While some regional countries may be tempted to align more closely with the United States for various reasons, they must exercise caution and evaluate the potential implications of such alignment. The U.S. has displayed a willingness to foment chaos and turmoil in the region to enhance certain countries’ dependence on it. This approach poses significant risks to the stability and resilience of Asia-Pacific nations.
Over the past decade, China’s unwavering commitment to a comprehensive strategic partnership with ASEAN has yielded numerous benefits for the region. Expanding trade between China and ASEAN underscores the importance of open markets and economic interdependence on a global scale.
China’s support for pragmatic collaboration initiatives has not only spurred economic prosperity but also facilitated cultural exchange and people-to-people interactions throughout Southeast Asia. This approach, founded on principles of shared growth and mutual benefit, aligns seamlessly with ASEAN’s tenets, bolstering the organization’s influence in regional affairs.
Chinese Foreign Minister Wang Yi’s declaration to implement the Declaration on the Conduct of Parties in the South China Sea with ASEAN countries and work towards a “Code of Conduct” underscores China’s unwavering commitment to transforming the South China Sea into a region characterized by peace, friendship, and cooperation.
Throughout its history, ASEAN’s resilience and centrality have remained defining features. This resilience empowers ASEAN to withstand external pressures and manipulation, ensuring its decisions reflect the collective interests of its member states. The China-ASEAN alliance strengthens this resilience, safeguarding ASEAN’s independence and its ability to carve out its destiny.
As the United States continues to pursue its geopolitical objectives through diverse means, the Asia-Pacific region finds itself at a crucial juncture. ASEAN members must remain steadfast in adhering to the principles of dialogue, cooperation, and peaceful growth that have underpinned the organization’s success for decades.
In this context, China’s unwavering support for ASEAN’s vision and its resolute commitment to multilateralism become all the more significant. China contributes to regional stability and development by promoting cooperation, economic growth, and people-to-people exchanges, reinforcing ASEAN’s pivotal role as a critical force for peace and prosperity in the Asia-Pacific.
Each ASEAN meeting serves as a litmus test for genuine multilateralism, with participating nations carefully identifying between actors genuinely seeking collaboration and those knowingly contributing to conflict. Given the current political climate, Washington’s policy decisions have huge repercussions, with any miscalculation potentially leading to unfavourable outcomes and increased diplomatic discontent.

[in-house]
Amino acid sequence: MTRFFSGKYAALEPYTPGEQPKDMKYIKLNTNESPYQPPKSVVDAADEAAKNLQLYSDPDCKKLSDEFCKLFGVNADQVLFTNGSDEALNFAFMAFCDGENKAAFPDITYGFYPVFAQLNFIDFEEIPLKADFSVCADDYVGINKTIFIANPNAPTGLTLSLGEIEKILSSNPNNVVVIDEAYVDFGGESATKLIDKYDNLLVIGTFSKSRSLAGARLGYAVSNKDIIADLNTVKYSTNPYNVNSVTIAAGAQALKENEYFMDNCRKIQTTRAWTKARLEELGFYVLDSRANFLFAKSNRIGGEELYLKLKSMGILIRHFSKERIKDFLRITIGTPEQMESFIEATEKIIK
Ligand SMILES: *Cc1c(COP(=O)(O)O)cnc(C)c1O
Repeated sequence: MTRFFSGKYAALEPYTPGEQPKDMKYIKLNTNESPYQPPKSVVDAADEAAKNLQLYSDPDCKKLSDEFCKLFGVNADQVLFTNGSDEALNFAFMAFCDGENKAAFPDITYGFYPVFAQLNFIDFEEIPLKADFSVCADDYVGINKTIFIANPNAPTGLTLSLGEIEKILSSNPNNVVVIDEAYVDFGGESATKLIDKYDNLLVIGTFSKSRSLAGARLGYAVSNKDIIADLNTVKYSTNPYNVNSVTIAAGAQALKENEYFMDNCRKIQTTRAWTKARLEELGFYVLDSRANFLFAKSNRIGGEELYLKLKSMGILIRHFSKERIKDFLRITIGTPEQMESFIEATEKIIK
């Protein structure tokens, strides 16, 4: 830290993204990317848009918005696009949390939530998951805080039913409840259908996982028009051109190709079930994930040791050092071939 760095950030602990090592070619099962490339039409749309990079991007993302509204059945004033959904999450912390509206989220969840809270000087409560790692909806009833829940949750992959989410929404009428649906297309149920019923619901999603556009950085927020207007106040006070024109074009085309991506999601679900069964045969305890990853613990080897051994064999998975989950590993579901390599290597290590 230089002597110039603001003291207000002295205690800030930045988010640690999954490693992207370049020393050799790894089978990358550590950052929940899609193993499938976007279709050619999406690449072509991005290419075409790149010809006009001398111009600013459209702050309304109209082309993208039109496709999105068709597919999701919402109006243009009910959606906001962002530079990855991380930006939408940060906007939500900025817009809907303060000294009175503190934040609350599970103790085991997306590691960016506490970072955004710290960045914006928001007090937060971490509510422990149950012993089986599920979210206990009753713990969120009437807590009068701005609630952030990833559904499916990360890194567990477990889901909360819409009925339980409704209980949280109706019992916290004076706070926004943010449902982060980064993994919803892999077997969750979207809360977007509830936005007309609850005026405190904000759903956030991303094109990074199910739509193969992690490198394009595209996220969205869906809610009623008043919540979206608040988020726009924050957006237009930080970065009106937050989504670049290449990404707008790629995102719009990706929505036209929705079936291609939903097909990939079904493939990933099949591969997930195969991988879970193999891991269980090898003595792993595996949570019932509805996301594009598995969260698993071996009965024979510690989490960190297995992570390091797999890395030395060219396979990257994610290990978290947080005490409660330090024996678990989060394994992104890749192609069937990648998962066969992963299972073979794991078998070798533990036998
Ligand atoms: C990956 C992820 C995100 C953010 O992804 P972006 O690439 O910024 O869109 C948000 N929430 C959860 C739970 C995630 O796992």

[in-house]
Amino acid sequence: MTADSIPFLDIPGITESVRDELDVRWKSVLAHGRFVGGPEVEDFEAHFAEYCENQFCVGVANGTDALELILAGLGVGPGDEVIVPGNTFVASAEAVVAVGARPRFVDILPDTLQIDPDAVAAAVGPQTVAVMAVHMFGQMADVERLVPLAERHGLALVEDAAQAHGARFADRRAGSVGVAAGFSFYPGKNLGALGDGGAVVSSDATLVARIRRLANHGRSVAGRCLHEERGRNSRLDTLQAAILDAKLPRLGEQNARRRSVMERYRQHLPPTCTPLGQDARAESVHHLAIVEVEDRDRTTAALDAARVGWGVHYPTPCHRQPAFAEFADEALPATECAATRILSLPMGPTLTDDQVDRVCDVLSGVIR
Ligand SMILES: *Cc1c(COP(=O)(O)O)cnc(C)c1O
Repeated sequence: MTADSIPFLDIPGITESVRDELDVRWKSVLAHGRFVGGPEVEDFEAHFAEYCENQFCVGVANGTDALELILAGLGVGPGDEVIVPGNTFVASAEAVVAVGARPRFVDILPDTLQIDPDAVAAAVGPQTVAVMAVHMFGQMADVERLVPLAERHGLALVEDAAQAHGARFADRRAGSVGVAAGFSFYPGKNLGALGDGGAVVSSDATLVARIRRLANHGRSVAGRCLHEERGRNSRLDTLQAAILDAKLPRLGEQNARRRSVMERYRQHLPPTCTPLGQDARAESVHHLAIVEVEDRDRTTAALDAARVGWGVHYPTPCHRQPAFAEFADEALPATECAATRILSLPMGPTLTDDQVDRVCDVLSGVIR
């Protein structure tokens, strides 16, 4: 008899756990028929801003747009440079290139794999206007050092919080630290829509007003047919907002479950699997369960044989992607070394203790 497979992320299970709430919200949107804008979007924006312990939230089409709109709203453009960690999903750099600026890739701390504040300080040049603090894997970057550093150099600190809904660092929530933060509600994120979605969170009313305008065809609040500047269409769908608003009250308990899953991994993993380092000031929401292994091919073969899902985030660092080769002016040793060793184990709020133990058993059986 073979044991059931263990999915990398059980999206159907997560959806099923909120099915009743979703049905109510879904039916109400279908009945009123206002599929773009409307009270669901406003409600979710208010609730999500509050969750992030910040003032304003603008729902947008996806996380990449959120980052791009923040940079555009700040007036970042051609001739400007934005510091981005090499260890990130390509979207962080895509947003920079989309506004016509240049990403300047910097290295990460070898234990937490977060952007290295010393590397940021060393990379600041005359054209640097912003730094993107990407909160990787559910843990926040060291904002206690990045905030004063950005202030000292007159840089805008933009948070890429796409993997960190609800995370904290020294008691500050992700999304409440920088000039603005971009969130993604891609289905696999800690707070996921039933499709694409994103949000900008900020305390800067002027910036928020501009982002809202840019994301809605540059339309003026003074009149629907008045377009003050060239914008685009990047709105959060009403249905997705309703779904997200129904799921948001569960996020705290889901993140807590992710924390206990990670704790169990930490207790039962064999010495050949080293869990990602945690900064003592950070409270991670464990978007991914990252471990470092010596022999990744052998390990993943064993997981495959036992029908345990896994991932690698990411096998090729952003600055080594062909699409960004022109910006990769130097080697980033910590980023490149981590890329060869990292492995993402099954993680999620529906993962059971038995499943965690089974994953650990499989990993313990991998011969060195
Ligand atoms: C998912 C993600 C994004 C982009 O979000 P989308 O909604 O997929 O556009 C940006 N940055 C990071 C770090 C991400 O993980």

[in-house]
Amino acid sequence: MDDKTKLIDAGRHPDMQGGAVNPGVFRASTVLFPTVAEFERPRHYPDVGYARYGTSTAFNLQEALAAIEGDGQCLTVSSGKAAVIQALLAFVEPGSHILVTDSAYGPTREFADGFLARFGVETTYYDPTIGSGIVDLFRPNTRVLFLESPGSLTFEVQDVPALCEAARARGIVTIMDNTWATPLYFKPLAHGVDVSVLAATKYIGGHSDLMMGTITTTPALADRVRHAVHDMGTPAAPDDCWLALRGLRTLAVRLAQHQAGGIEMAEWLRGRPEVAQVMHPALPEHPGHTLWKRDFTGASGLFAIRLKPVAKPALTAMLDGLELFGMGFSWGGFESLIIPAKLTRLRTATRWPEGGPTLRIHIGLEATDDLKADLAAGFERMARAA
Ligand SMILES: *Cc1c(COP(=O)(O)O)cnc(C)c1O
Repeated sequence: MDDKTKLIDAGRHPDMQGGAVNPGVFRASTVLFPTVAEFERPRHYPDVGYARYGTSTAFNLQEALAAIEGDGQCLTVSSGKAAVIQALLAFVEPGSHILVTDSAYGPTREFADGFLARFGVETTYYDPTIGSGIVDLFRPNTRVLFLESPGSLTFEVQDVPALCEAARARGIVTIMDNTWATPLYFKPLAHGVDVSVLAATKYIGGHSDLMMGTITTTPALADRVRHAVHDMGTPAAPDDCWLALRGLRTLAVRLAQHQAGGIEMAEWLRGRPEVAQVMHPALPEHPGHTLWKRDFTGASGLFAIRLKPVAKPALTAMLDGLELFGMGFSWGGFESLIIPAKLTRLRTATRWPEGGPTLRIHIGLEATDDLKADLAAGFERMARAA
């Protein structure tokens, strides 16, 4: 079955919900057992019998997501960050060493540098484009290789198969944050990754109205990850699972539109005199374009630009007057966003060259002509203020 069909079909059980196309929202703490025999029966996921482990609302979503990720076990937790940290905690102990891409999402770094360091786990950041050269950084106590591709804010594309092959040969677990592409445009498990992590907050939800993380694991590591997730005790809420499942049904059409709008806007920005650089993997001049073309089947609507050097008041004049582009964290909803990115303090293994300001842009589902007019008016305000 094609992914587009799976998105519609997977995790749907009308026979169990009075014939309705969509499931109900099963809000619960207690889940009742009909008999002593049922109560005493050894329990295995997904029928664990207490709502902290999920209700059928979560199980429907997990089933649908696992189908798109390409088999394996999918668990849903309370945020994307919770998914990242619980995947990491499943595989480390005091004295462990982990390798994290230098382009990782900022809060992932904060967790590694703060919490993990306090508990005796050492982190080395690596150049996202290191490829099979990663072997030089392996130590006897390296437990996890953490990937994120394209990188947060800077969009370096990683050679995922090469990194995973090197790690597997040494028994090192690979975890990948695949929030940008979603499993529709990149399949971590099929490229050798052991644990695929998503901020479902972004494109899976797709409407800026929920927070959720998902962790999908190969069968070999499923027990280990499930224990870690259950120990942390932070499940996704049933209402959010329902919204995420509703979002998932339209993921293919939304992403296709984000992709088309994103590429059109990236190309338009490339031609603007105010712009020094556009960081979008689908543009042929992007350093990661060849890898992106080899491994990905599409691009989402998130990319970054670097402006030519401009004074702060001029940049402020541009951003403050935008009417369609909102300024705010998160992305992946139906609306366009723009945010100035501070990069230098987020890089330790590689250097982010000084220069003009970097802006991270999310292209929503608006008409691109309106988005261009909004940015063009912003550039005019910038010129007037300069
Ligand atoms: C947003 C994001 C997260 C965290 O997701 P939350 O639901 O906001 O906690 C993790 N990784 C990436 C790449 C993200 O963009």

Consequently, the United States must carefully weigh the long-term repercussions of its approach and strike a judicious balance between bilateral alliances and active engagement in global forums. A more comprehensive and inclusive engagement strategy in the Asia-Pacific can foster trust, spur collaboration, and secure a future marked by peace and prosperity for all nations in the region.
Regulating Quality Journalism: A Mission Impossible Against Algorithm
Authors: Hanif Abdul Halim and Haekal Al Asyari*
Due to the shift in modes of communication from mass to personalized media; concerns of digital platforms monopolizing the news have risen. Several issues surrounding publisher rights, disinformation, and journalist ethics become a wakeup call for legislators.
The idea of a regulation that holds global digital platforms responsible for providing economic value to news content produced by local and national media has surfaced since National Press Day in 2020. On the commemoration of National Press Day last February, President Joko Widodo requested the Ministry of Communication and Informatics, the Press Council, and related stakeholders to finalize the clauses regarding publisher rights that will be included in the Presidential Decree Bill.
The Indonesian media industry has been anxious for quite some time with the presence of applications such as Baca Berita (Babe) which seem to gain more profit from news content than the media outlets that produce it. With the Bill including publisher rights, the media will receive some form of royalty for content distributed on digital platforms such as search engines (Google), social media (Facebook or X), and news aggregators (Google News, Yahoo News, LINE News) that fetches media content with no revenue share. Until today, the Bill in question ‘Presidential Regulation (Perpres) concerning Digital Platform Responsibility for Quality Journalism’ still awaits the President’s approval.
The Bill’s pain points